Amid a recent announcement regarding one of their teammates, the Elon University women’s soccer players took a moment to gather their thoughts. Sophomore Nicole Dennion had been diagnosed with cancer.

But the silence didn’t last long. Priding itself on its chemistry and family-like atmosphere, the team knew immediately what it had to do when it heard the news.

“It wasn’t like, ‘Let’s be down,’ it was, ‘What can we do to support?’” said Mel Insley, a sophomore defender for Elon and Dennion’s roommate. “It was an outpouring of love.”

Dennion, the reigning Southern Conference Player of the Year known as “Colie” to her friends and family, was diagnosed with Ewing’s Sarcoma, an aggressive, rare disease that infects the bone or the soft tissue around it. The diagnosis came after Dennion spent all of January participating in team workouts and activities, showing signs of her star form from a year ago.

In mid-February after CT scans and x-rays, doctors discovered a tumor. A biopsy revealed the official diagnosis shortly after. Dennion, head Elon team physician Dr. Kirtida Patel and some of the athletic training staff were present to inform the team of the tumor before the diagnosis.

From there, the team began brainstorming ideas of what it could do to help Dennion and her family.

“There’s no manual for it online,” Elon head coach Chris Neal said. “You just ask for advice here and there. It was natural for this group of young women to do what was best for Nicole and her mother, Sharon.”

Neal immediately created a page on titled “Kickin’ It With Colie!” to raise money to aid costs of relocation, living expenses, care and travel. As of March 18, the account had raised $31,435 of its goal of $35,000 and had been shared online more than one thousand times.

Word got around the soccer community quickly, spreading to a number of universities right away. Clemson University dedicated its spring games to Dennion, wearing bracelets and raising money for the fund. Neal said he’s received donations from people at Samford University, High Point University and the University of North Carolina at Wilmington, among others.

“The key is just keep raising awareness within groups that matter to Colie,” Neal said. “We’re hitting all different avenues and have received a tremendous amount of support, just from the [viral nature] of Twitter and Facebook.”

The team has been constantly thinking of new ways to raise money, with bracelets, t-shirts and Relay for Life events all being talked about and considered.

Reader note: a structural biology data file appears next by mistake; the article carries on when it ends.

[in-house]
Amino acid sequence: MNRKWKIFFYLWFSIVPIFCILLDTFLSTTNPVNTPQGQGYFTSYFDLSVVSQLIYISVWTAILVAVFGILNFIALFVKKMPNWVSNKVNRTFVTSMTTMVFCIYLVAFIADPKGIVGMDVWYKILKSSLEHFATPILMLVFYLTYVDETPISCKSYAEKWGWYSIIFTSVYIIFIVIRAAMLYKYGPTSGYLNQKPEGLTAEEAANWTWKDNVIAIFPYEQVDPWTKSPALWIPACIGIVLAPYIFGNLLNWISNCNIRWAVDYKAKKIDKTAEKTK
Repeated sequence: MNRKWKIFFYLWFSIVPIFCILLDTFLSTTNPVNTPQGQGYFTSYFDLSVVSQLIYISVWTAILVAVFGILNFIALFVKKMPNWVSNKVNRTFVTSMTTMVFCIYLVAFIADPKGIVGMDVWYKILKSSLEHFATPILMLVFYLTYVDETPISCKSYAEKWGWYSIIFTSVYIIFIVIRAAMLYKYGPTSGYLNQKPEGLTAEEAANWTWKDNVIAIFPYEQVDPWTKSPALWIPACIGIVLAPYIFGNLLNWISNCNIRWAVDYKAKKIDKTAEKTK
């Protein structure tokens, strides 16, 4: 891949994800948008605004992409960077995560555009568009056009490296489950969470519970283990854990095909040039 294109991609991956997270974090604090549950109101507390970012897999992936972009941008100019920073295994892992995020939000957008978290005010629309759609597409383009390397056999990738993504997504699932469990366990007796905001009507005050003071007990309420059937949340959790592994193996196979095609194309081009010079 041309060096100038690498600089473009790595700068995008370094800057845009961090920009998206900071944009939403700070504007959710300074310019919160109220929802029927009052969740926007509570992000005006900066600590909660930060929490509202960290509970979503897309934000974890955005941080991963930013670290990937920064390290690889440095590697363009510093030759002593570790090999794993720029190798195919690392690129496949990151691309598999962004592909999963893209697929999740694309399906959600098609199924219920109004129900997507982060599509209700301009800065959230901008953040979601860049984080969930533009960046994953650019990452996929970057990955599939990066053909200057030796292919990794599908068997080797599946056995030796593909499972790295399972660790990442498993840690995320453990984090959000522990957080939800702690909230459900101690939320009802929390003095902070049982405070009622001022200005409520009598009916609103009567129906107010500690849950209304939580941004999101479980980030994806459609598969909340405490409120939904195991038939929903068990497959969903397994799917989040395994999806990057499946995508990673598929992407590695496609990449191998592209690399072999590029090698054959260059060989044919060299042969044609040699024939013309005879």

“We’re always keeping her in our thoughts,” Insley said. “A variety of things have come up. Now it’s all about organizing it and executing.”

Dennion’s mother is currently staying with her, and the two will go back to their home in New Jersey. She plans to undergo treatment at the Fox Chase Cancer Center in Philadelphia. According to Insley, Dennion has been tired and in pain, but Dennion’s personality still remains with her. Her asking randomly for a doughnut — she hates green vegetables — suggests to Insley that she’s battling this courageously.

“She says whatever comes to her mind,” Insley said. “It’s a new normal that we’ve had to adjust to, but we still hear her laugh. She’s still the same person, just now she’s fighting this.”

According to the upperclassmen, the first time Insley, Dennion and the other four members of the sophomore class visited campus and arrived at camp, they were extremely awkward. They’ve broken out of that to become extremely good friends, and that reflects in Dennion’s personality and performance on the field.

“She’s a very strong young woman,” Neal said. “All you have to do is watch her play one game and you know who she is.  Her play is who she is. On the field, she’s very aggressive, passionate, strong-willed and opinionated. She’s the same way off the field, too.”

Dennion’s attitude has remained positive through the last few weeks, as has that of her teammates and coaches. The team hosted a St. Patrick’s Day-themed fundraiser March 15 with a band and friends to raise money for Dennion’s fund. Insley said, “Everyone knows that she’ll beat this.”

During the recent ice storm, Dennion lost power in her apartment, so she and her mother went to stay with Neal and his family. They spent time online watching donations pour in from people Dennion didn’t know, something Neal said was a touching experience.

“That was fantastic, watching her light up when she saw that. That made her smile big-time, knowing other people were jumping on board to support her,” Neal said.



To donate to “Kickin’ It With Colie!” please visit or call head coach Chris Neal at 278-6745.

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